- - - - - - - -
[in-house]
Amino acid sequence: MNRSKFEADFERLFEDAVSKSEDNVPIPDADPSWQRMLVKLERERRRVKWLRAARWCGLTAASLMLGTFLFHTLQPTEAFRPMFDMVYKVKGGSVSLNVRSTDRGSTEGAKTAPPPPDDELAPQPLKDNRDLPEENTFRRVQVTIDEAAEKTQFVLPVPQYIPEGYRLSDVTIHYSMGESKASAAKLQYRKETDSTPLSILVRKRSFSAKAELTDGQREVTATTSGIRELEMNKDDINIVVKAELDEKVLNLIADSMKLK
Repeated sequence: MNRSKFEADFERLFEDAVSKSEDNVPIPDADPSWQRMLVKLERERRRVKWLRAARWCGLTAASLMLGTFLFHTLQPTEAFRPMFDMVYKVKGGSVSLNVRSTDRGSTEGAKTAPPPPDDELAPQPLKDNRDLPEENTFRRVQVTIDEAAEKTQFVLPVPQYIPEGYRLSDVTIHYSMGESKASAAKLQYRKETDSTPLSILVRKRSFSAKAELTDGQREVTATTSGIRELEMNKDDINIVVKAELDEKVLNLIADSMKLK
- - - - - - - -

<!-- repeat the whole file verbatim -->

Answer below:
[in-house]
Amino acid sequence: MNRSKFEADFERLFEDAVSKSEDNVPIPDADPSWQRMLVKLERERRRVKWLRAARWCGLTAASLMLGTFLFHTLQPTEAFRPMFDMVYKVKGGSVSLNVRSTDRGSTEGAKTAPPPPDDELAPQPLKDNRDLPEENTFRRVQVTIDEAAEKTQFVLPVPQYIPEGYRLSDVTIHYSMGESKASAAKLQYRKETDSTPLSILVRKRSFSAKAELTDGQREVTATTSGIRELEMNKDDINIVVKAELDEKVLNLIADSMKLK
Repeated sequence: MNRSKFEADFERLFEDAVSKSEDNVPIPDADPSWQRMLVKLERERRRVKWLRAARWCGLTAASLMLGTFLFHTLQPTEAFRPMFDMVYKVKGGSVSLNVRSTDRGSTEGAKTAPPPPDDELAPQPLKDNRDLPEENTFRRVQVTIDEAAEKTQFVLPVPQYIPEGYRLSDVTIHYSMGESKASAAKLQYRKETDSTPLSILVRKRSFSAKAELTDGQREVTATTSGIRELEMNKDDINIVVKAELDEKVLNLIADSMKLK